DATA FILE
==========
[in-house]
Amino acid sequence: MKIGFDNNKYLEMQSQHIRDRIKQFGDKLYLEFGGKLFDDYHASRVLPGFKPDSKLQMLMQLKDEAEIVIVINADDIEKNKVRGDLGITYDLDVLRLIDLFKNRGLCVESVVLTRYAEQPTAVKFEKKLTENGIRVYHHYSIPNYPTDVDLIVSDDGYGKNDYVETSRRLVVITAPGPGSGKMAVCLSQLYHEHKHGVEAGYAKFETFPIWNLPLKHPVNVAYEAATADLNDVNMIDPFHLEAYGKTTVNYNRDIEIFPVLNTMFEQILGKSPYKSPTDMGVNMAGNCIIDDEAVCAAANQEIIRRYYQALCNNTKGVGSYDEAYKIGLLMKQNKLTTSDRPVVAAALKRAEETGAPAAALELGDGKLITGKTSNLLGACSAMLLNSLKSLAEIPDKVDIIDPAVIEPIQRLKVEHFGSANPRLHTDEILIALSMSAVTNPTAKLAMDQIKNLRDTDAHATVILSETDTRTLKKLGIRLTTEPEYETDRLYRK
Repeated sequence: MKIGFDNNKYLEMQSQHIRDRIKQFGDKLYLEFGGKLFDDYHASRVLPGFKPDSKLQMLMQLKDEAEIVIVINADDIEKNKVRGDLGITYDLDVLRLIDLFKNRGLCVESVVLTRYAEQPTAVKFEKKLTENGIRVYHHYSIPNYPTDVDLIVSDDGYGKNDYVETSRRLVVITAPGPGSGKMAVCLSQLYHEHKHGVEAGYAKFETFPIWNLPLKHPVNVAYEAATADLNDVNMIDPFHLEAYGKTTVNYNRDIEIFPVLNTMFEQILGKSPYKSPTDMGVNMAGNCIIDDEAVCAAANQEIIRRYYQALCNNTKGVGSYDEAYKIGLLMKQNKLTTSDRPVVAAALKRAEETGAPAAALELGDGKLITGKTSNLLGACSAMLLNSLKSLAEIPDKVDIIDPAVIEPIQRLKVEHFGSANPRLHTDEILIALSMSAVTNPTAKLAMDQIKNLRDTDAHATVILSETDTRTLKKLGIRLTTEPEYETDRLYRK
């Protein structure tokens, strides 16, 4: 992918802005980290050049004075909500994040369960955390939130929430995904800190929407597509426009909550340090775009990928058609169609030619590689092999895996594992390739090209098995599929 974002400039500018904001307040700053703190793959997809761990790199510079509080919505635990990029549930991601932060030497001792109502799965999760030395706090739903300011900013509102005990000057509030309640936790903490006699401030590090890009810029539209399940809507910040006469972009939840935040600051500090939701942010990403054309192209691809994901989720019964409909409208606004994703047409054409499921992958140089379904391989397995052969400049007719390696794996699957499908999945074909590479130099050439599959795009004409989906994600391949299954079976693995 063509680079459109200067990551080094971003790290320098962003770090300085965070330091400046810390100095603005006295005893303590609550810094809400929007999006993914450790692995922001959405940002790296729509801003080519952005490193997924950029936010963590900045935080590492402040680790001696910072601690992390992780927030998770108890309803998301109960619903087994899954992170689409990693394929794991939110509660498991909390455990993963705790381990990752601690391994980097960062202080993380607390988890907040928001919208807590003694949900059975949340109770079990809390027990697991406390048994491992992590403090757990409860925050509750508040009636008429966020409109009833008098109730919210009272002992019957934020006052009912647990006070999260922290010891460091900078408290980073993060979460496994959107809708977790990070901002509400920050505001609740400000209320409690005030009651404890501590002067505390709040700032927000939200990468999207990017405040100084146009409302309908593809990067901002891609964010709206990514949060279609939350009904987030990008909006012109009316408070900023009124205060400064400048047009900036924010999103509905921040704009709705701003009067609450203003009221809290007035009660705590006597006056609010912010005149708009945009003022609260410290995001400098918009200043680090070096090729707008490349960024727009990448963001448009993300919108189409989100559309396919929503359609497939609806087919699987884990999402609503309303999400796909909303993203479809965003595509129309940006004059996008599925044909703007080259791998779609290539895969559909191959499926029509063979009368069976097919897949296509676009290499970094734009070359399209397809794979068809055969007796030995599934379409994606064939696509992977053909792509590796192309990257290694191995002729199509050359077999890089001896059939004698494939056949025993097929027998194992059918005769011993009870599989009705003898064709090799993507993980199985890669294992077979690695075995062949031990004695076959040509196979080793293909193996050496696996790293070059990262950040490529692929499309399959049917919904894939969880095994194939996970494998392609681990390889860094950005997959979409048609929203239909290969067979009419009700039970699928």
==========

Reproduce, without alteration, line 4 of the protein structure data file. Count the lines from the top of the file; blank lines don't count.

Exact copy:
């Protein structure tokens, strides 16, 4: 992918802005980290050049004075909500994040369960955390939130929430995904800190929407597509426009909550340090775009990928058609169609030619590689092999895996594992390739090209098995599929 974002400039500018904001307040700053703190793959997809761990790199510079509080919505635990990029549930991601932060030497001792109502799965999760030395706090739903300011900013509102005990000057509030309640936790903490006699401030590090890009810029539209399940809507910040006469972009939840935040600051500090939701942010990403054309192209691809994901989720019964409909409208606004994703047409054409499921992958140089379904391989397995052969400049007719390696794996699957499908999945074909590479130099050439599959795009004409989906994600391949299954079976693995 063509680079459109200067990551080094971003790290320098962003770090300085965070330091400046810390100095603005006295005893303590609550810094809400929007999006993914450790692995922001959405940002790296729509801003080519952005490193997924950029936010963590900045935080590492402040680790001696910072601690992390992780927030998770108890309803998301109960619903087994899954992170689409990693394929794991939110509660498991909390455990993963705790381990990752601690391994980097960062202080993380607390988890907040928001919208807590003694949900059975949340109770079990809390027990697991406390048994491992992590403090757990409860925050509750508040009636008429966020409109009833008098109730919210009272002992019957934020006052009912647990006070999260922290010891460091900078408290980073993060979460496994959107809708977790990070901002509400920050505001609740400000209320409690005030009651404890501590002067505390709040700032927000939200990468999207990017405040100084146009409302309908593809990067901002891609964010709206990514949060279609939350009904987030990008909006012109009316408070900023009124205060400064400048047009900036924010999103509905921040704009709705701003009067609450203003009221809290007035009660705590006597006056609010912010005149708009945009003022609260410290995001400098918009200043680090070096090729707008490349960024727009990448963001448009993300919108189409989100559309396919929503359609497939609806087919699987884990999402609503309303999400796909909303993203479809965003595509129309940006004059996008599925044909703007080259791998779609290539895969559909191959499926029509063979009368069976097919897949296509676009290499970094734009070359399209397809794979068809055969007796030995599934379409994606064939696509992977053909792509590796192309990257290694191995002729199509050359077999890089001896059939004698494939056949025993097929027998194992059918005769011993009870599989009705003898064709090799993507993980199985890669294992077979690695075995062949031990004695076959040509196979080793293909193996050496696996790293070059990262950040490529692929499309399959049917919904894939969880095994194939996970494998392609681990390889860094950005997959979409048609929203239909290969067979009419009700039970699928």